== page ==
There are different ways to explain the rationale behind making the best use of the theory of egoism. One of them may be the fact that stakeholders are focused on company profits (Cheng et al., 2019). By placing their interests at the forefront, they are also making sure that the company is not going to become bankrupt, also leaving more room for potential philanthropy and volunteerism. As Choi et al. (2016) wrote, the stakeholder theory is entirely in line with the egoism theory as the interests of relevant stakeholders should not be ignored when it comes to decision-making. This allows businesses to increase the value of business operations for all shareholders without putting a strain on the company’s budget (Shim and Kim, 2019).

The majority of negative backlash received from the society is going to be ignored by the company as the latter would pursue their own interests and employee well-being instead of fully supporting the cause established by community members.

On the other hand, the inability to maintain positive relations with the society would result in the company not achieving its long-term objectives, destroying its financial sustainability, and disregarding shareholders at the same time (Chen and Chiu, 2018). A company is presumably going out of business if it does not respect its customers and fails to provide its stakeholders with the reasons to develop an effective partnership further.

When it comes to ethics, egoism is a tough topic to discuss because the interests of the society are, most often, not in line with the organizational incentives (Chung and Lee, 2019). In order to remain unbeaten in the long run while also being egoistic, a company should find a healthy balance between their needs and community responses so as not to go over the top.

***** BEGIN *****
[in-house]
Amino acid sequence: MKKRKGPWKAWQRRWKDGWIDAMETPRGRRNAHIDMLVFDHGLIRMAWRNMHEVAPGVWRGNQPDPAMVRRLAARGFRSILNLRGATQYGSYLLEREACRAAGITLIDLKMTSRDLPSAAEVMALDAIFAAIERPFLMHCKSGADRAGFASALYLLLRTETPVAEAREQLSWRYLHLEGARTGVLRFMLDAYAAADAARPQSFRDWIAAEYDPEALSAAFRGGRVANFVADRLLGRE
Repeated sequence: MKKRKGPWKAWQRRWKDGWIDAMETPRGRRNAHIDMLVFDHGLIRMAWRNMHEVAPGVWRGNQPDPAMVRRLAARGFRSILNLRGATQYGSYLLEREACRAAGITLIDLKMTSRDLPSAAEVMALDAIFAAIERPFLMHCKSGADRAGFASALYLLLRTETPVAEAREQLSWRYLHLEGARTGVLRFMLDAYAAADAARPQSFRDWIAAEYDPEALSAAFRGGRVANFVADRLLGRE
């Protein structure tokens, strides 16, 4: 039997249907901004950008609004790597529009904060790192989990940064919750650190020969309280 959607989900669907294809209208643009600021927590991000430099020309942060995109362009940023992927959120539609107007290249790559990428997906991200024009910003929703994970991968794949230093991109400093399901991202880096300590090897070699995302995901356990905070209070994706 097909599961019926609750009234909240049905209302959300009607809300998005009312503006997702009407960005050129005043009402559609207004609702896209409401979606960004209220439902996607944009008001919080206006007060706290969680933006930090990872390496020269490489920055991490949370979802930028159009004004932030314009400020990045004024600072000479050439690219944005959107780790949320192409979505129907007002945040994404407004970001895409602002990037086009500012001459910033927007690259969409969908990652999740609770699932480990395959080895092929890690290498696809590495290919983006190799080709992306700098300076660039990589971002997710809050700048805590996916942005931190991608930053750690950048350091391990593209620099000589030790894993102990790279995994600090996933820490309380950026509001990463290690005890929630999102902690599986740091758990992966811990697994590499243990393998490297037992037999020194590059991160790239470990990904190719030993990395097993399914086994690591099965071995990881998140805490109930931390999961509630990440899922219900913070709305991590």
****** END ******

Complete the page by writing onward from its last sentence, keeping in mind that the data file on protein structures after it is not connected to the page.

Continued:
Nike’s egoistic CSR. Poor working conditions is one of the reasons why Nike is considered unethical and disrespectful to its employees while being solely interested in maximizing profits. Nike’s factories across the not-so-developed countries are synonymous with inhumane working conditions where employees have to work overtime with no chance to receive higher wages (Yang and Hsu, 2017).

On the other hand, Nike employees are enduring the proposed conditions as they do not have any alternative options for making money. As Newman and Brucks (2018) claim, Nike also exploits child labor in an egoistic manner, creating opportunities for the community to slam the company for disrespecting ethical norms. At the moment, Nike has been able to step away from unethical practices successfully and get back on the track with community needs.

Conclusion

Based on the information presented in this paper, it may be concluded that corporate social responsibility is one of the vital concepts that might get customer-company relations to a whole new level based on how the business treats its ethical accountability. As Friedman’s outlook on CSR is somewhat outdated, it may be safe to say that modern companies should engage in volunteering acts and philanthropy in order to maintain positive relationships with the customers.

As the real-life examples presented throughout this paper show, mere self-interest is insufficient if a company is willing to increase its profits while also making sure that customers are satisfied. In order to succeed, companies have to find a perfect balance between pursuing value and retaining customers as otherwise, they might file for bankruptcy in the long run. There should be no excuse for overlooking specific ethical standards as the majority of customers nowadays pay just as much attention to corporate volunteerism and philanthropy as to the quality of products manufactured by the company.

Reference List

Ashrafi, M. et al. (2018) ‘How corporate social responsibility can be integrated into corporate sustainability: a theoretical review of their relationships’, International Journal of Sustainable Development & World Ecology, 25(8), pp. 672-682.